PE teacher performs an exercise in front of a military coup

Naypyidaw: The military coup in Myanmar took a humorous turn when a video went viral showing an oblivious PE teacher in Myanmar calmly giving a virtual class of workout as a military coup unfolded behind her.

A video making rounds on social media showed that a fitness instructor Khing Hnin Wai was exercising in the capital Naypyidaw while black SUVs were leading to the Assembly of the Union complex.

The dancer did not notice that a democratic government was being toppled behind her and she continued her workout as the military convoy was approaching parliament.

Some social media viewers suggested that the video could be fake. However, on Tuesday, Khing on social media revealed that the video was real, adding she had been filming her dance outside the assembly for at least a year.

Khing aged 26 is a PE teacher and employee of Myanmar’s Ministry of Education. Khing on her Facebook wrote that she starts her morning with an outdoor workout at that location and at the time of coup she was filming for a fitness competition.

As she was continuing her dance in neon clothing, the military vehicles appeared in the background to seize power by detaining state counsellor Aung San Suu Kyi along with her party’s other senior leaders. Later, Khing added, she witnessed helicopters and additional convoys with heavy weapons passing her.

The video of dance gone viral across the world, grabbing millions of views, with comical comments. One person said it was the first great art of the 21st century.

The latest coup in the south-east Asian country has invited international condemnation and criticism. United Kingdom’s Prime Minister Boris Johnson condemned the coup writing on Twitter that the imprisonment of leaders in Myanmar was unlawful. He urged that the vote of the people must be respected and that the civilian leaders must be released.

President Joe Biden-led US administration considering the imposition of sanctions on Myanmar, however, the UN Security Council has failed to agree on a joint statement condemning the coup. The two hours long emergency meeting failed as China vetoed and opposed the UK-drafted statement.

The statement was tabled for consideration of the 15-member council seeking to send a clear signal collectively in support of democracy. Myanmar’s army in a statement said that the administration had refused to act against election fraud. Imposing a one-year emergency, the military said that it seized power to scrutinize the voter lists.

A spokesperson for White House said that President Joe Biden had been briefed about the prevailing situation and developments in Myanmar.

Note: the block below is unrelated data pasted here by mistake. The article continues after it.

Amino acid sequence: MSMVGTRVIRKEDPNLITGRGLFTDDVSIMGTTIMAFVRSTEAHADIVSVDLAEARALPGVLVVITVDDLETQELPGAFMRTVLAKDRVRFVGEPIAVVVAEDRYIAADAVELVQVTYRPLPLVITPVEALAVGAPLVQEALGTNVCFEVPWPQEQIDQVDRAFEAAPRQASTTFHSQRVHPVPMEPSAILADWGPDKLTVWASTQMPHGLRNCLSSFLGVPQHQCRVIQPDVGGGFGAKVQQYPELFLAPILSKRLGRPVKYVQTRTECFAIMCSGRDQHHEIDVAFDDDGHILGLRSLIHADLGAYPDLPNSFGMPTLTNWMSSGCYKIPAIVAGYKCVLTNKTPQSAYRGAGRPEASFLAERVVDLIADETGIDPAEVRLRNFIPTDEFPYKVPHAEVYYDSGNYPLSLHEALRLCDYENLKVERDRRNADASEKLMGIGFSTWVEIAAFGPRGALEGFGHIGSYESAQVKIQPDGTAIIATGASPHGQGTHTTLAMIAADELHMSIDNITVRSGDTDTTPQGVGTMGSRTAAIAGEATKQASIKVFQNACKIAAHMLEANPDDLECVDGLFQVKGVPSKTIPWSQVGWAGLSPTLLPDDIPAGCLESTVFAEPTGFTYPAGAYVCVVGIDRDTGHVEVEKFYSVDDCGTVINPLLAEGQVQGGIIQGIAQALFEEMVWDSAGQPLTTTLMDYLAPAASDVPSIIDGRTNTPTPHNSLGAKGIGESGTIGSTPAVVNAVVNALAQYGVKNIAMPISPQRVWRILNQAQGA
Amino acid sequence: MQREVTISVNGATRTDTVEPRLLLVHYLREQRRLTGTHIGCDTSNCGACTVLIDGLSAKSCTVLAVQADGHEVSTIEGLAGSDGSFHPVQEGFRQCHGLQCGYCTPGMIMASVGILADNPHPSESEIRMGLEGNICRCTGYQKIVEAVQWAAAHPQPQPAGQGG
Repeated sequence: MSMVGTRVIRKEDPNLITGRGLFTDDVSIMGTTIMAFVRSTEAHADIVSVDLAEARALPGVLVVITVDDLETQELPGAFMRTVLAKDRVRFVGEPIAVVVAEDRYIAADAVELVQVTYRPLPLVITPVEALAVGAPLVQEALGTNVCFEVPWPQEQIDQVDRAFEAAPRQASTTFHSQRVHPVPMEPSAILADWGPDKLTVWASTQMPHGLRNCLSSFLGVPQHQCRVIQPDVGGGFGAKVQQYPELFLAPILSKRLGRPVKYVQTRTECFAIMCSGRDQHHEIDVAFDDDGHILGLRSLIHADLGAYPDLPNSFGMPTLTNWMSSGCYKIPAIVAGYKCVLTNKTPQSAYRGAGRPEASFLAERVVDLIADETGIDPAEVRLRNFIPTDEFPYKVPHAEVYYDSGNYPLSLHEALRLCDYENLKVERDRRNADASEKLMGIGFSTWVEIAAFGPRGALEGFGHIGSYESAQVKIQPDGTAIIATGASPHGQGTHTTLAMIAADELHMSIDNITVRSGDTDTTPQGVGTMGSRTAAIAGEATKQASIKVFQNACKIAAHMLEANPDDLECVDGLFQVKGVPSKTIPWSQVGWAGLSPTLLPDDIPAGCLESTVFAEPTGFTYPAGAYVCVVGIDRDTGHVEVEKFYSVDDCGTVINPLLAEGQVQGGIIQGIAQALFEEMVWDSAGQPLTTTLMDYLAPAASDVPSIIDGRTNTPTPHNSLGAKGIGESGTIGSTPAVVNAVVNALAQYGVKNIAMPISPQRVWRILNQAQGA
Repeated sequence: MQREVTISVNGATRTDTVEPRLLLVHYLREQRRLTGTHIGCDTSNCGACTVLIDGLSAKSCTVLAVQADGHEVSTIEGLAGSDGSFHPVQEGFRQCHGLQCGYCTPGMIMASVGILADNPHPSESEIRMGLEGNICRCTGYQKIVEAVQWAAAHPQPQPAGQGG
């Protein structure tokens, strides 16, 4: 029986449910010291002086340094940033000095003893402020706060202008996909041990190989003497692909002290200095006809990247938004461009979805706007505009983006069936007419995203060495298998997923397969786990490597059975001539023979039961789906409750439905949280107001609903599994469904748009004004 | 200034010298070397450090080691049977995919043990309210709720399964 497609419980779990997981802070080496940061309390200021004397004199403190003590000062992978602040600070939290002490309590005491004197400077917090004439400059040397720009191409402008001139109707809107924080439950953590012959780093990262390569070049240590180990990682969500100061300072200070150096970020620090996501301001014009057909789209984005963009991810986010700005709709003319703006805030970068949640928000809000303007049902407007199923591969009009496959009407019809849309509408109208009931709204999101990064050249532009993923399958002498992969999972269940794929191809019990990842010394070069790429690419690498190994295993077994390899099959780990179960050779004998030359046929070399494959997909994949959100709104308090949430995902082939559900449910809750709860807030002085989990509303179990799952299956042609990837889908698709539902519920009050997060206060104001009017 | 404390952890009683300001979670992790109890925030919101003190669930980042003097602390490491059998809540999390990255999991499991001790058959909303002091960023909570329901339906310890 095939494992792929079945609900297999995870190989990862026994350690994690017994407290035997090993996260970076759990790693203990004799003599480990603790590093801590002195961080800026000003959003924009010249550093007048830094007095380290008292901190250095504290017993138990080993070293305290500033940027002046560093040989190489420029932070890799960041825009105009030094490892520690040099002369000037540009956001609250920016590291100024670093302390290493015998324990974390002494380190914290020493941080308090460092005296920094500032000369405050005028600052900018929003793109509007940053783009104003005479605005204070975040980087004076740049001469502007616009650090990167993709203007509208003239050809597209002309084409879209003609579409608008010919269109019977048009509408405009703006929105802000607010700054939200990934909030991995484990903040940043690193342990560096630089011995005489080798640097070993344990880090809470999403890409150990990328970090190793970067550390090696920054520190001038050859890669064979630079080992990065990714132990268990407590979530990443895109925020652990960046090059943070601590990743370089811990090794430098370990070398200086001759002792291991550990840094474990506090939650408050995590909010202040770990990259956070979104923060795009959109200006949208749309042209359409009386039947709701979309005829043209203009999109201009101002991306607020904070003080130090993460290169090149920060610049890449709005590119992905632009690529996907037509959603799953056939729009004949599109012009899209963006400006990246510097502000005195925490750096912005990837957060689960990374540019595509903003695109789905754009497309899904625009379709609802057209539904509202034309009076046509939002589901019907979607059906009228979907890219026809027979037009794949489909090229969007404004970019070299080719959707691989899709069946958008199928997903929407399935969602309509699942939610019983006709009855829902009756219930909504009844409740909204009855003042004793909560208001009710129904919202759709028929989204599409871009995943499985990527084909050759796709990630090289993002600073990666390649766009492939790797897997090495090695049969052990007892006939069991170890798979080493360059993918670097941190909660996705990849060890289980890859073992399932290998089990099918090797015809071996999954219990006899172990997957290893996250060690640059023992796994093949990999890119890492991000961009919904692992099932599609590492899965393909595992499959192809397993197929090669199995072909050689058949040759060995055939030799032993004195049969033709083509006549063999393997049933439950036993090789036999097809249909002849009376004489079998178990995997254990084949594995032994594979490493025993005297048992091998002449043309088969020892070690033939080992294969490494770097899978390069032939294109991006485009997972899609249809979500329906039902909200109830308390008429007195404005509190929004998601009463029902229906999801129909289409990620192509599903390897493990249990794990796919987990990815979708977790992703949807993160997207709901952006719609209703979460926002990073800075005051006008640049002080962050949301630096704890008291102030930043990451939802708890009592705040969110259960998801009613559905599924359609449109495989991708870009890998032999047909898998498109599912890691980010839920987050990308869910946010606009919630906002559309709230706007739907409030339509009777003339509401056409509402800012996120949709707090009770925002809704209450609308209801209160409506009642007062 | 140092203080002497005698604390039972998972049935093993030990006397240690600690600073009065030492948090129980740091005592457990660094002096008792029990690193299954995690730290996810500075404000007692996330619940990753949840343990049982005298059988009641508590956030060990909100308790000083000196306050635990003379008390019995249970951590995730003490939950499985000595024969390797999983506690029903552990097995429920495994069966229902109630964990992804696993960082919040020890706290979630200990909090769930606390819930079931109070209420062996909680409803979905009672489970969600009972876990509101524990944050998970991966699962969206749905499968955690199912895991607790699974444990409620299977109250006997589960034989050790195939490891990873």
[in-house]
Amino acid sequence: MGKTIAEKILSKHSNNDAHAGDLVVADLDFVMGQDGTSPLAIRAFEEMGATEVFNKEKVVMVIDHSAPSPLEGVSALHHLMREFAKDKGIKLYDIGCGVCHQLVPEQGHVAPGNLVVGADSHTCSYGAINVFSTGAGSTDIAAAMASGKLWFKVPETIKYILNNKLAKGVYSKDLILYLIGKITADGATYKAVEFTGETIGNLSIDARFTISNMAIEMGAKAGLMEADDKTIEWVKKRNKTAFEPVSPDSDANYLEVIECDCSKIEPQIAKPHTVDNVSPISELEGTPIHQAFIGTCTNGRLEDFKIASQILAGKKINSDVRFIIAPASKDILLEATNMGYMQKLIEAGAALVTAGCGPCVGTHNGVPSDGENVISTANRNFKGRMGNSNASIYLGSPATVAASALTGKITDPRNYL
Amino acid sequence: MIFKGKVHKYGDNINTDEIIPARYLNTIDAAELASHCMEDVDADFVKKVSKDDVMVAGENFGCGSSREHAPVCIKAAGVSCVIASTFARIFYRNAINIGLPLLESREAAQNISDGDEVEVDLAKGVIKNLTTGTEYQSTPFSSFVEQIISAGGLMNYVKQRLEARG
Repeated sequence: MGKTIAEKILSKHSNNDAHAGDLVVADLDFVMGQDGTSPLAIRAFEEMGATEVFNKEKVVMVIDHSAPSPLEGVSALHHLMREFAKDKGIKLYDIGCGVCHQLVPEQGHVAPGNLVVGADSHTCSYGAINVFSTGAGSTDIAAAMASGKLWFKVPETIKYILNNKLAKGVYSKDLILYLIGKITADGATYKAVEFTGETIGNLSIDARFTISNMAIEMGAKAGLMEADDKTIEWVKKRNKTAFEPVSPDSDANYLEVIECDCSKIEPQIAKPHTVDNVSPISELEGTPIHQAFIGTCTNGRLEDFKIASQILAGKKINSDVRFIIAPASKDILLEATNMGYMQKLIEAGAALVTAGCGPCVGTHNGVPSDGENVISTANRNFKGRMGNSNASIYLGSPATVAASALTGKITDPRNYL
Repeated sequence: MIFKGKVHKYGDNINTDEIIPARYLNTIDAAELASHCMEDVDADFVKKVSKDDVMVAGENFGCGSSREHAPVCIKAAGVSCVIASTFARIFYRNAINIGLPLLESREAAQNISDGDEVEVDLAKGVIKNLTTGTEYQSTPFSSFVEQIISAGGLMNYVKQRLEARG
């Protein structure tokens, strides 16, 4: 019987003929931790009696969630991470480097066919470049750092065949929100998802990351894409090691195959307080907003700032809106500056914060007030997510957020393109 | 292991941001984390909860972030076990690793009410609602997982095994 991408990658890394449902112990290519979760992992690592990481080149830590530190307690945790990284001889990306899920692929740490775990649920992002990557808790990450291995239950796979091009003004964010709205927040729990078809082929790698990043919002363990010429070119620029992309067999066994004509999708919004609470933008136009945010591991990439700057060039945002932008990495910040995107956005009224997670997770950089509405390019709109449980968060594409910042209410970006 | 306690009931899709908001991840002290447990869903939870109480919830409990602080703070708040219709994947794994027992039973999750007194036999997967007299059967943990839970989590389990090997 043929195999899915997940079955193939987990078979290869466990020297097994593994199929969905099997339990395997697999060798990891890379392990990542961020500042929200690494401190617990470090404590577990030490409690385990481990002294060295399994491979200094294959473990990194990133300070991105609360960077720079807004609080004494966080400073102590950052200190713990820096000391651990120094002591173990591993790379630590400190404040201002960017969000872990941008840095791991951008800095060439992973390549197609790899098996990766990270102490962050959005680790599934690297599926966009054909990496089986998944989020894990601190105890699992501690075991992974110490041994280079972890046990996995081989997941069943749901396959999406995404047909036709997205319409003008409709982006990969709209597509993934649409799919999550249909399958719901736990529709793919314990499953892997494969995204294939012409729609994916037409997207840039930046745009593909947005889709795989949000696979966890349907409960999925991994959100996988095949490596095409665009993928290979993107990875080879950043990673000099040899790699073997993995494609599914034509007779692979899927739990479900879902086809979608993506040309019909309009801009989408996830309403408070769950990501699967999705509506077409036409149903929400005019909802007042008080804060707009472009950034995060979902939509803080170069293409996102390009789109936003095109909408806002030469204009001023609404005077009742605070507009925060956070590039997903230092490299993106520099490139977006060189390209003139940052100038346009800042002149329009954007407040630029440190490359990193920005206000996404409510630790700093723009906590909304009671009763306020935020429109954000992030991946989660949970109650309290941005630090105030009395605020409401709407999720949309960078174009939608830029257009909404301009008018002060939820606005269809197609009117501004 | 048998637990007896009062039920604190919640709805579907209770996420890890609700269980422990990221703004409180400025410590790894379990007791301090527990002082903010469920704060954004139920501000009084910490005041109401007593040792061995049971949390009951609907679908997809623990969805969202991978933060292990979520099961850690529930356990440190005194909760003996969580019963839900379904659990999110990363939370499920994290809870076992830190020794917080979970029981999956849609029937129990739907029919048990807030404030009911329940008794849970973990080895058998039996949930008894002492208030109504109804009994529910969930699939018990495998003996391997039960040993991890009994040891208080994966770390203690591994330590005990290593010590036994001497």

According to spokeswoman Jen Psaki statement, the United States opposed the attempt to alter the results of recent elections or impeding democratic transition. The US warned that it would take action against responsible if Myanmar military’s steps were not reversed.

The Australian government expressed concerns on the development that Myanmar military once again seized control of Myanmar. The Australian government has called for the immediate release of the unlawfully detained leaders.

Meanwhile, Japan said it had no plans to repatriate Japanese nationals from Myanmar but it was closely watching the situation.

Nobel laureate Suu Kyi, 75, suffered decades of house arrest in the struggle for democracy that turned her into an international icon and she came to power after 2015 election win.

Despite she remained popular but her international reputation was compromised after millions of Rohingya fled from Myanmar’s western Rakhine state in 2017 after atrocities and brutalities by Buddhist extremists and army operations.

Last week, tensions between civil-military relations increased when a military spokesman refused to rule out a coup ahead of the new parliament.

Tanks were deployed in some streets and pro-military demonstrations took place in some cities ahead of the first assembly of parliament. The military seemed to be backtracking on the weekend, stating that it would take every possible step to adhere to the democratic norms of free and fair elections.

Myanmar’s constitution was published in 2008 after decades of military rule. The constitution reserves 25% shares in Parliament seats for the military and control of three key ministries in Suu Kyi’s administration.

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